What does it mean to be Wise?
It was some years ago when I realised I had reached the last few decades of my life. I found myself thinking, “Am I not supposed to be a wise woman by the time I get to this stage of my life?” This was followed by a certain degree of dissatisfaction, verging on despair. I was unable to perceive within my psyche any feelings which I assumed a wise woman should actually feel. So my next thought was, “I had better involve myself in some serious activities to develop my aspirations towards understanding the qualities of this hypothetical ‘wise woman’.
Some Dictionary Quotes
The first place I went was to the Dictionary where I found some quotes:
- Wisdom is a virtue that isn’t innate, but can only be acquired through experience.
- Anyone who is interested in trying new things and reflecting on the process has the ability to gain wisdom.
- By learning as much as you can, analyzing your experiences and putting your knowledge to the test, you can become a wiser person.
- The Buddha says that real knowledge which is nothing but wisdom can be attained by knowing the impermanent nature of all objects we hanker after and annihilating cravings for them.
- In the introduction to Age-ing and Sage-ing by Rabbi Zalman Schachter-Shalomi we learn that the contemplative approach to aging is one in which we transcend doing in favour of being. We learn to plumb our psyche for the spiritual gems of wisdom that come from mining our depths.
Are these definitions still relevant?
These definitions speak about the wisdom of emotionally and cognitively reprogramming our past experiences. However, in view of our present existential crises relating to the Covid Pandemic, the inequality of the Caste structure and the dangers of Climate Disasters; as well as the recent insurrection of the Washington Capitol by Trump supporters, the wise woman part of me is telling me to project my analysis into the future.
To support this approach here is a definition from The Webster’s Unabridged Dictionary. It defines wisdom as “knowledge, and the capacity to make due use of it.” It then continues, “One of the greatest pearls of spiritual wisdom that life can ever give you is that, for as long as you live, you will never have all of the wisdom you need. What you learned yesterday was enough for yesterday. Keep yourself aware that every minute you will be open to the new things that life wants to teach you about your environment, yourself and others. As you evolve, so do the messages that you must add to keep the spiritual evolution going.”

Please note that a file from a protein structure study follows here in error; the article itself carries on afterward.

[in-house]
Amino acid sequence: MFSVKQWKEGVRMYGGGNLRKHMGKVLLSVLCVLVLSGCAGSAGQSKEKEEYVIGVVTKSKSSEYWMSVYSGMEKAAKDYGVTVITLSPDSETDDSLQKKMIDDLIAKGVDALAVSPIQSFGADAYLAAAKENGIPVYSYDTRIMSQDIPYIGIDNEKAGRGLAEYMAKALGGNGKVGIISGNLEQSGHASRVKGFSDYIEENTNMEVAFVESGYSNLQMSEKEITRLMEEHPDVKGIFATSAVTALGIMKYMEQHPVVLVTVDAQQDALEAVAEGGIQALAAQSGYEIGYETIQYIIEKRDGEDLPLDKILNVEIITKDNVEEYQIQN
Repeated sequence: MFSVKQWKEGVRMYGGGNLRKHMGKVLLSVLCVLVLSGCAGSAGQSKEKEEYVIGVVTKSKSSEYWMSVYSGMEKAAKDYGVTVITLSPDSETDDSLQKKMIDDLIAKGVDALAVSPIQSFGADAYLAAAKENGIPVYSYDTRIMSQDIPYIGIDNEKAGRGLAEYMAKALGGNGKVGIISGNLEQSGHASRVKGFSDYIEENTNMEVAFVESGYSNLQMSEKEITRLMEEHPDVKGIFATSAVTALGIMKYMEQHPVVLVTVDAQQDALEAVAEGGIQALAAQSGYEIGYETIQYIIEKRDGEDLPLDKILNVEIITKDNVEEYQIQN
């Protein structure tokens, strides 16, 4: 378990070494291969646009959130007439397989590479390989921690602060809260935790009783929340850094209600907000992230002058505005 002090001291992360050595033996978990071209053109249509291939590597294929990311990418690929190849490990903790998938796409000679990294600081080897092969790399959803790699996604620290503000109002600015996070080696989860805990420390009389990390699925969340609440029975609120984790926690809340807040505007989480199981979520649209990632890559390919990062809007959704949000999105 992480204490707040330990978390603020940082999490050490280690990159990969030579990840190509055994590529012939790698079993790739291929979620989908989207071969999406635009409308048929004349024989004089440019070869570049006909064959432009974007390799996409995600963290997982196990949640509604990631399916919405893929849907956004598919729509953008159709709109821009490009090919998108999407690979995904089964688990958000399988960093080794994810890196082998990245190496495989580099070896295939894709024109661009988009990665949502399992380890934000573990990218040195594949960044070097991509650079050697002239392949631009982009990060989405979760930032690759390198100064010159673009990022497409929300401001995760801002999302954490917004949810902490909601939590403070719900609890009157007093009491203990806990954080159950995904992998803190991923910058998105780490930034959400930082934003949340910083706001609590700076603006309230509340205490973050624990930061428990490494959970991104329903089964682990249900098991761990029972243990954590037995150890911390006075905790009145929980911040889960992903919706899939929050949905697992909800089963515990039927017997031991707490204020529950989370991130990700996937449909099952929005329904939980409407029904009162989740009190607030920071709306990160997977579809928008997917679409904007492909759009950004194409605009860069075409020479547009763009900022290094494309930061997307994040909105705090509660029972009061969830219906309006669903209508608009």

The Good Ancestor
And, then I discovered Roman Krznaric. His TED Talk “How to be a Good Ancestor” and his book “The Good Ancestor” are replete with words which I consider to be wise. Absorbing the thoughts and the philosophy of this wise middle aged man from Oxford University, is proving an exciting and affirming journey. The case he makes for the present residents of this planet making themselves aware of how they are influencing the lives of their descendants, brings a whole new dimension to the work of becoming the hypothetical ‘wise woman’.
Do unto Future Generations as you would have Past Generations do unto you
Let us do a thought experiment. How much do we appreciate our ancestors for the music, poetry and art which we are able to enjoy today? And, how grateful are we for the comfortable and healthy lives we live because of the advances of science and medicine?
For what do you think future generations will thank us? The sad reality is that our children and grandchildren are inheriting a planet which is in a much poorer state of health than the one into which we were born?
We have been warned since the 1970’s about the implication of Carbon Dioxide Emissions and the Warming Planet. America which is the largest polluter in the world has for the past four years had a President who chooses to deny scientific evidence in favour of his short-term goals of stimulating the economy.
Learning to think Long-term in a Short-term World
Interestingly, it is in cultures which Western Society consider to be primitive that the long term habits of Ancestor Worship, as well as the concept or retaining the quality of our environment for the following seven successive generations, are practiced. There is an urgent need for contemporary wisdom seekers to emulate these practices.
González Schuett suggests, “Maybe it’s for the environment, for the sustainability of future generations, for your personal finances, or for the sake of your peace of mind that you need to consider the implications of your habits of consumption for future generations.”
The Marshmallow Brain and the Acorn Brain
It is the Marshmallow Brain that makes us aware of our immediate emotional needs and the fulfillment of our most pressing desires. However, it is the Acorn Brain which we associate with cognition that allow us to think long term. Unfortunately the neoliberal philosophy which currently rules our politics and economics, allows the short term marshmallow brain to take priority over the long term acorn brain.
“Yet if we truly wish to become good ancestors, we need to expand our conception of legacy and think of it not just as a route to personal glory or as a bequest for our offspring, but as a practice of everyday life which benefits future people. We can think of this as a transcendent ‘legacy mind-set’ where we aim to be remembered by the generations who we will never know, the universal strangers of the future,” says Roman Krznaric.